Wednesday, June 22, 2011

Our Latest Obsession: Earthworms

My pink and purple wearing, tiara sporting princess has a new obsession - EARTHWORMS! I might have expected this from my youngest, a truck obsessed, dirt loving tomboy (amusingly also dressed in a tiara!), but from my 3 year old who runs for cover at the sight of a solitary ant? Never!

This fascination is the result of their most recent preschool unit. The girls eagerly start their morning sifting through newspaper ribbons, old coffee grounds and table scraps to wake up their beloved earthworms and to study them with magnifying glasses. And, under the direction of their teachers, have spent time observing the worms, making compost, playing in the garden and even creating earthworm inspired paintings.

How do I show my support for this new found interest? Head to the library for books on my daughters' favorite annelidas, of course! After a morning browsing through a surprising number of books on the topic, I found these three charming books worthy of reading together:

Yucky Worms! by Vivian French
A grandmother introduces her grandson to her helpful "friend," the earthworm.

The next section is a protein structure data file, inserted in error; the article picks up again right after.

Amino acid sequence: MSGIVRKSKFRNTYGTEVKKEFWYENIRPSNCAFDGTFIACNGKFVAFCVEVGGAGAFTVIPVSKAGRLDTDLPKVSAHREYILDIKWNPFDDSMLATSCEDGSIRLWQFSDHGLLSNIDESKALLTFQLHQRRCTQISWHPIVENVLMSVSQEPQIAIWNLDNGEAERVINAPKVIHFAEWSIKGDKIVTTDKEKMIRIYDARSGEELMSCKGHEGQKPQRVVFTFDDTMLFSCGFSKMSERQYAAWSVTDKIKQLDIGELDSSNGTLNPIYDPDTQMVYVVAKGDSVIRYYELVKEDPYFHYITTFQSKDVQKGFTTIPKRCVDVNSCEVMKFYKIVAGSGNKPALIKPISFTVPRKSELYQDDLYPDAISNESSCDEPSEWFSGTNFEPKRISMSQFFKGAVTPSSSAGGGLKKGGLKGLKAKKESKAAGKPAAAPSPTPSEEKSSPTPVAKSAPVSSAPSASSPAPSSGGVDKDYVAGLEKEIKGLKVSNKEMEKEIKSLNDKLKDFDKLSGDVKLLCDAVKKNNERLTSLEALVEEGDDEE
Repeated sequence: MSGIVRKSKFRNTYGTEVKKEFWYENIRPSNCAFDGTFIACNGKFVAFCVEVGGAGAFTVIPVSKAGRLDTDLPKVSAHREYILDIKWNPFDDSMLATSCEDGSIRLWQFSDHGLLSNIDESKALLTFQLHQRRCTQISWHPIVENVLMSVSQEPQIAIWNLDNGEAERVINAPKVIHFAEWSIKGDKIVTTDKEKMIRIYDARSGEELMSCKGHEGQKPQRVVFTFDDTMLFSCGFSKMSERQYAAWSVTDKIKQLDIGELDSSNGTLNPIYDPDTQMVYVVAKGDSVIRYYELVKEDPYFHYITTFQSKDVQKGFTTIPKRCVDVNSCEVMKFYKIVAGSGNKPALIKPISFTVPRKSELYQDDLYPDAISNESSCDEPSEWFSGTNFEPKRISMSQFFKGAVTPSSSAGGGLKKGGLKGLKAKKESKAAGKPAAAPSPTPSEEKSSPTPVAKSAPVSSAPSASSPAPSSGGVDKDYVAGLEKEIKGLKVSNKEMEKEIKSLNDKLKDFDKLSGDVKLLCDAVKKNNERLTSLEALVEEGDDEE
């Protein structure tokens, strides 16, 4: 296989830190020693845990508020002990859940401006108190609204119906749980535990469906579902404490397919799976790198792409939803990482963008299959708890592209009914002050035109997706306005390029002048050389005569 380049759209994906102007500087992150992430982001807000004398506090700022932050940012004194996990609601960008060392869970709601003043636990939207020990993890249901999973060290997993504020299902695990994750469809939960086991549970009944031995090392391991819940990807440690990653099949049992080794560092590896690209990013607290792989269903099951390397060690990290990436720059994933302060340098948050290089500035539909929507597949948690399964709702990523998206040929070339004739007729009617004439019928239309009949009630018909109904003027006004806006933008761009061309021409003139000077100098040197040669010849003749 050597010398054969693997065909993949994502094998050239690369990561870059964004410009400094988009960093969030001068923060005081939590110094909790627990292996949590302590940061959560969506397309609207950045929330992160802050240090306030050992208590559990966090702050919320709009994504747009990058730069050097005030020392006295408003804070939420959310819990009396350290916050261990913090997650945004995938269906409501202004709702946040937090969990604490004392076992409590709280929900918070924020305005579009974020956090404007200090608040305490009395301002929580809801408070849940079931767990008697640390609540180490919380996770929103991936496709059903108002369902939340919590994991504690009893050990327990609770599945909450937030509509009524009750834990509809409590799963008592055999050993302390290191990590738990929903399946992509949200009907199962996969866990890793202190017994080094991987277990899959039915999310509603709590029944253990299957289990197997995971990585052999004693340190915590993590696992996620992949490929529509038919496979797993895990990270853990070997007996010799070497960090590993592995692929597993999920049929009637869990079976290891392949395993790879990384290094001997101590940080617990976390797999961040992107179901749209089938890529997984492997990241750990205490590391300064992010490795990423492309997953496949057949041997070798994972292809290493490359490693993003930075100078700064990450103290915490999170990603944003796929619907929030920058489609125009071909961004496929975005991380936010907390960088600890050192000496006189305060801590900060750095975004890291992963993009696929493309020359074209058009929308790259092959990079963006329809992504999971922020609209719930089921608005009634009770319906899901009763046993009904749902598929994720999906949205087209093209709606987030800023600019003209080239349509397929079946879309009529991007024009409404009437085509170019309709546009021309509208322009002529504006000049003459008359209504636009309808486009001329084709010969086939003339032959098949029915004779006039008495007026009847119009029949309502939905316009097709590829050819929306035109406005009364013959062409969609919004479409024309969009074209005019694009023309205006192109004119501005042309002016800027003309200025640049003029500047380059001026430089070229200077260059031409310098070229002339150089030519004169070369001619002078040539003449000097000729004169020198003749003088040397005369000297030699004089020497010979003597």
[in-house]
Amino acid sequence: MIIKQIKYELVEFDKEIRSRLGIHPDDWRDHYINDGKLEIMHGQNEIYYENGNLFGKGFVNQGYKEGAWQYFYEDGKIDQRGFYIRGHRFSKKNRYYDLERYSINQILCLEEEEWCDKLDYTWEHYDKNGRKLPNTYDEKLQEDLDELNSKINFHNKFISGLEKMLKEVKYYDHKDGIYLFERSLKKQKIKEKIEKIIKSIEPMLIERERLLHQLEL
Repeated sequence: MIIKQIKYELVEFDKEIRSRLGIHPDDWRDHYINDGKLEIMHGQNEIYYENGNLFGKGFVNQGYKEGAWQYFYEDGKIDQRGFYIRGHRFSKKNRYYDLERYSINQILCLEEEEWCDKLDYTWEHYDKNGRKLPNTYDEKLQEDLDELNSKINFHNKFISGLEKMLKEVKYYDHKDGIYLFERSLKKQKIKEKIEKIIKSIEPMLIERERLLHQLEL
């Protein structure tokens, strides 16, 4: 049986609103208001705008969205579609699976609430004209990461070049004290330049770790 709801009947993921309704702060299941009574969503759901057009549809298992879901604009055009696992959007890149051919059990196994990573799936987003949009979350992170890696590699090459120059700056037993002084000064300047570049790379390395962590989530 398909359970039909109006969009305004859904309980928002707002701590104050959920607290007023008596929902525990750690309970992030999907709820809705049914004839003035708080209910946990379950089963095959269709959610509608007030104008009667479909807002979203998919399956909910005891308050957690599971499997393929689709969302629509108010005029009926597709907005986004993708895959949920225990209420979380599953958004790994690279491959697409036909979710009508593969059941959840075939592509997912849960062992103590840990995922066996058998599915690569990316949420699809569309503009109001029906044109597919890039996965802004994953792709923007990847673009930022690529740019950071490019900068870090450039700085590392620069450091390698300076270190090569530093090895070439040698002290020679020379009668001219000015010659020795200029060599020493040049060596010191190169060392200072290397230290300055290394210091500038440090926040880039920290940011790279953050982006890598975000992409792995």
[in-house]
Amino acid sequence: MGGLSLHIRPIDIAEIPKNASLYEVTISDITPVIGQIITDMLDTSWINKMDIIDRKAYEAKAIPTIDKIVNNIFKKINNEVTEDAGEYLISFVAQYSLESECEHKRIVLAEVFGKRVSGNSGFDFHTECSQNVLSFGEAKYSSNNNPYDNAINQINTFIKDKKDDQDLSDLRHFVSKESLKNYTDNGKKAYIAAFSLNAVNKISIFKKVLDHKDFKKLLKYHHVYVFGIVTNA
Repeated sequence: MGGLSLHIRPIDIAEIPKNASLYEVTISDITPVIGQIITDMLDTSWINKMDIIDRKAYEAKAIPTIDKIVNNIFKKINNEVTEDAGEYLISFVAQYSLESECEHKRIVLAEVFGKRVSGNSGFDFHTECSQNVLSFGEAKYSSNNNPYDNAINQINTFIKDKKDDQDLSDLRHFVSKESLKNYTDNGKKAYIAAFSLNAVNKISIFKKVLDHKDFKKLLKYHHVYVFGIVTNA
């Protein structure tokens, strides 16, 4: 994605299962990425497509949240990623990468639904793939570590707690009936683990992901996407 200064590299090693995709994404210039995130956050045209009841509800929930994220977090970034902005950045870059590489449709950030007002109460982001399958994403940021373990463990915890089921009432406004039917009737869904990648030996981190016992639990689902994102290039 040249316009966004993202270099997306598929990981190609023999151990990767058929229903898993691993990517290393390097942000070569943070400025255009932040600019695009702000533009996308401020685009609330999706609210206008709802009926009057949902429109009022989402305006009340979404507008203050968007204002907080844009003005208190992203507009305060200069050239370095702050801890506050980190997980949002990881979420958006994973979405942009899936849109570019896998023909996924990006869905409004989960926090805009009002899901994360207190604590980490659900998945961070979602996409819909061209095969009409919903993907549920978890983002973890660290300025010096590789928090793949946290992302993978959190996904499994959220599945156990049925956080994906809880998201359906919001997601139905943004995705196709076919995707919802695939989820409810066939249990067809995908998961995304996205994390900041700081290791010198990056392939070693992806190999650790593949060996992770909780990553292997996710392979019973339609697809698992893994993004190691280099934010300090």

Diary of a Worm by Doreen Cronin
An amusing and informative series of diary entries from the point of view of a school-age worm.

Compost Stew: An A to Z Recipe for the Earth by Mary McKenna Siddals
A rhyming recipe for making a batch of Compost Stew from scratch. Great illustrations!

After your interest in piqued by these great books, enjoy these ideas for indulging in earthworm inspired exploration and fun:
  • Draw a picture of an earthworm and label its parts. See Yucky Worms (p. 4) for help.

  • Go exploring! Look for worms in your garden, under rocks, or on the sidewalk after it rains. Has it been dry? Make it rain using a hose or watering can, and then sit back and watch the worms come to the surface. (Yucky Worms, p.20)

  • Place a worm on a piece of paper and hold it to you ear. The faint scratching sound you are hearing is the noise made by the bristles on the earthworm's belly as it moves. (Yucky Worms, p.25)

  • Start a compost pile of your own. Refer to the last page of Compost Stew for more information about what you can and can't put into your compost.

  • Create art! Dip string or yarn into brown paint and drag it across a piece of green construction paper, emulating the way a worm moves. Label your art work "Worms in the Grass". (Idea compliments of Smart Start Learning Center, Sherborn, MA)

I hope next month's unit focuses on something a little less slimy. Butterflies, perhaps?!


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